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We Tried 3 Excellent Lunch Combos At ShopHouse, The New Asian Chipotle

By Anthony Todd in Food on Mar 30, 2016 4:14PM

Anthony's dish of meatballs, noodles and seared green beans.

ShopHouse, Chipotle's new, Asian-inspired fast-casual spot opened shop in Chicago last December, and we just checked it out. Turns out, it might replace Chipotle as our new counter service go-to.

For this important lunch development, we enlisted three hungry Chicagoist writers to try it out. ShopHouse, like Chipotle, doesn't have a traditional menu. Instead, it's based on combinations—you choose your base (rice, noodles or salad), your protein (chicken satay, steak laab, pork and chicken meatballs or organic tofu) and then top it with veggies, sauces and flavorings.

The menu is a combination of Thai, Vietnamese and Malaysian (this definitely isn't your average food court's Panda Express orange chicken), and the flavors are pleasantly bold and interesting. Here are the three excellent combos we ordered, and our thoughts:

Anthony: Noodles with pork and chicken meatballs, seared green beans, tamarind vinaigrette, herb salad and crispy garlic.

I'm usually kind of down on fast casual asian food, mostly because you can get better food, at a much lower price, if you go to an actual Asian restaurant that doesn't have a menu tested by focus groups. Kudos to ShopHouse, they got this one right. The tamarind dressing is tart and complicated, the meatballs are amazing, and this is the first time I've had green beans that came from a fast food place that weren't revolting mush. My favorite part was the noodles—ShopHouse uses chilled rice noodles, which give each bite a springy texture that makes it really fun to munch.

Mae: Brown rice with chicken satay, all the vegetables (charred corn, seared green beans and seasonal squash with thai basil), green curry sauce and crispy garlic.

I ate this on the tail end of a cold, so some subtler flavors might have passed me by, but my bowl was excellent. The chicken was cooked perfectly and had zero (0) gristly bits, which sometimes crop up even at very fancy restaurants. The vegetables were flavorful, especially the slightly-sweet corn, and the green curry sauce was spicy without causing actual mouth-pain. ShopHouse also seems to have figured out their ratios so no one ingredient overwhelms the bowl: I mixed mine up, and ended up with a little of everything in every bite.

Rachel: mixed salad greens, steak laab, seared green beans, herb salad garnish.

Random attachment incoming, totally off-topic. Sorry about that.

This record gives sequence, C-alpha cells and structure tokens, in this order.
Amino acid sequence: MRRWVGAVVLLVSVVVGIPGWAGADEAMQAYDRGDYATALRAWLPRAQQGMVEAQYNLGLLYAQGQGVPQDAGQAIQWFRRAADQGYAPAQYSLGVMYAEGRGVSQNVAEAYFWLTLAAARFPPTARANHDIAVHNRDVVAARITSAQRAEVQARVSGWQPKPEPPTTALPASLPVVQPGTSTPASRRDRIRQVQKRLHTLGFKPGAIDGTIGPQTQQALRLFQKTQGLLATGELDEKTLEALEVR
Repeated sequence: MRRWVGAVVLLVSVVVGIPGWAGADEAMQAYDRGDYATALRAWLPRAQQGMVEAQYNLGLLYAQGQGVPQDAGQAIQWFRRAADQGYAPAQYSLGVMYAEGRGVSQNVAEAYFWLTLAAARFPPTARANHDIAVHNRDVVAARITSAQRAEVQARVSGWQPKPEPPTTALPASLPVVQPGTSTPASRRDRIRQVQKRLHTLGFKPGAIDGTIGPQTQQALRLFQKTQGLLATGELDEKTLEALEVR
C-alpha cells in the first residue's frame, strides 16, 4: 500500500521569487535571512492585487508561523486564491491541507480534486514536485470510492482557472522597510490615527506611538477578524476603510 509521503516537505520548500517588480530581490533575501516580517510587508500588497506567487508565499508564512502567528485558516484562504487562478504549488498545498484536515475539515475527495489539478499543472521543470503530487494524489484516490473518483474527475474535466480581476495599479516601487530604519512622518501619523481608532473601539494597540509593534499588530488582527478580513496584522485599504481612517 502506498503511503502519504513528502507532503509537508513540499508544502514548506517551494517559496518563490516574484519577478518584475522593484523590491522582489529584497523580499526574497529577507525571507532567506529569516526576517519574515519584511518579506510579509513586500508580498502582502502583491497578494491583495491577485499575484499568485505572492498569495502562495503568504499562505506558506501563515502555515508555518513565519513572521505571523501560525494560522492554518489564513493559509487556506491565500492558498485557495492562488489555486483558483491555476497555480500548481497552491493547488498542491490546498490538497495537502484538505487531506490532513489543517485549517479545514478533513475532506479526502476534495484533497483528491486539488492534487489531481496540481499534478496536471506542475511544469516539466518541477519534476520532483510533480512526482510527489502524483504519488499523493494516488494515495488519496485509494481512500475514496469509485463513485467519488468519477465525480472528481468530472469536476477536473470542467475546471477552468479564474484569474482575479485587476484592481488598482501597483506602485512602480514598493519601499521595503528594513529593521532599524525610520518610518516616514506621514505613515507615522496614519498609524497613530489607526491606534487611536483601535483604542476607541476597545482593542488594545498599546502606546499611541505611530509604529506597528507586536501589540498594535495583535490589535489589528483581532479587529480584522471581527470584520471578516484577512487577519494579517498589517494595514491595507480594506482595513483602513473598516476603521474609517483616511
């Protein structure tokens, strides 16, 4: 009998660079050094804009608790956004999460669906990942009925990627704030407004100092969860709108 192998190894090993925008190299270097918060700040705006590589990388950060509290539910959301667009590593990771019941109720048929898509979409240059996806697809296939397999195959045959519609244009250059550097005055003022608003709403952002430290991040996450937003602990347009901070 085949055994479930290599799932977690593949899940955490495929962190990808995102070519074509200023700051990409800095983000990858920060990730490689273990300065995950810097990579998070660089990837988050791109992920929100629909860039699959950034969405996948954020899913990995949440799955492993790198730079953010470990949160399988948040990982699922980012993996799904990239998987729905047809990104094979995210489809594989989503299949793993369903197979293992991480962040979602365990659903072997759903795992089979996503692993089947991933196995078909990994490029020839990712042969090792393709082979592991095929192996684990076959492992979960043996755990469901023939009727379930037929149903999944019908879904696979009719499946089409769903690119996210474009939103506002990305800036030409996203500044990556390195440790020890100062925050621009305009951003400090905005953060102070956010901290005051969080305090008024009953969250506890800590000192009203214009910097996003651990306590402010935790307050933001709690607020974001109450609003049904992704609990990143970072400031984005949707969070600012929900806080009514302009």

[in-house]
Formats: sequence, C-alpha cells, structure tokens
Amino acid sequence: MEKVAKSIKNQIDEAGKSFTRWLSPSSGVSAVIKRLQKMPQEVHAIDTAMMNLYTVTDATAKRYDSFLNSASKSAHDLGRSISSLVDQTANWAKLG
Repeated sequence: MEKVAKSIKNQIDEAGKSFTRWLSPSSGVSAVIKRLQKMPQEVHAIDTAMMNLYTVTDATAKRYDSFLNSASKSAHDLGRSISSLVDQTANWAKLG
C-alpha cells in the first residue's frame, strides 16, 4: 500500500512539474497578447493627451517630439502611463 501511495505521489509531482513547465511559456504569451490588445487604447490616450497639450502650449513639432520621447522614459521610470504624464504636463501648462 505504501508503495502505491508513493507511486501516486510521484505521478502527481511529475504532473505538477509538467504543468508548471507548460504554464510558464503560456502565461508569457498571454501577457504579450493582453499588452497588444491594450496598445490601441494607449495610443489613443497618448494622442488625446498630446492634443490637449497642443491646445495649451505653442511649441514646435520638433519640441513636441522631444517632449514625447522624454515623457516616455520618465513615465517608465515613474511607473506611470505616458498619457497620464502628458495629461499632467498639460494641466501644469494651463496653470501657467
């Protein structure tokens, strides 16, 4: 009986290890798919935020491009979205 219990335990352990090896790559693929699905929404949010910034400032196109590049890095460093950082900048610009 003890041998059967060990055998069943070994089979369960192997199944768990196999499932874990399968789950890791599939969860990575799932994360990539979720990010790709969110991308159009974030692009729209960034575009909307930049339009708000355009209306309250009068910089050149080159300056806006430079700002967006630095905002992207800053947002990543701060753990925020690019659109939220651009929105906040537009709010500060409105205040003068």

Coming off some very questionable Easter food decisions, I wanted a healthy lunch option. I ordered the mixed salad base, skipped the curry sauces and crossed my fingers that the salad would be palatable—and I was more than pleasantly surprised with the results. Unlike many fast-casual salad options (including Chipotle), ShopHouse's salad base has flavorful (and nutritional) leafy greens such as baby kale and napa cabbage. The shredded pieces of grilled steak piled on top of my salad were chewy but not rubbery, and had an added texture from the toasted rice and dry spices the steak is cooked with. And the charred green beans were easily some of the best green beans I've ever had while eating out. According to ShopHouse's online calorie calculator, should you care about such things, the meal weighs at under 400 calories, so mission accomplished. (Although, full disclosure: I was hungry again by 4 p.m.)

ShopHouse's sriracha wall.

The space on Jackson Street is small and fills up quickly, but we were happy to see that they paid some attention to the decor. Rachel was particular fond of textured walls that looked like hundreds of corks were embedded in them, and Anthony was a bit obsessed with the giant wall o' Sriracha. There's both counter seating and tables, though if you show up right at noon you might have trouble finding a spot.

And in a happy development for stressed out lunchers, ShopHouse also serves beer. During our visit, they had Half Acre Daisy Cutter on draft, as well as a variety of bottled beers. If you're looking for something softer, they carry the full line of Bruce Cost ginger ales.

The cost? Around $10 to $12 per person, depending on how much extra stuff you pile onto your bowl. It's not a bargain lunch, but all of us agreed that we'd be back pretty soon because of the awesome flavors.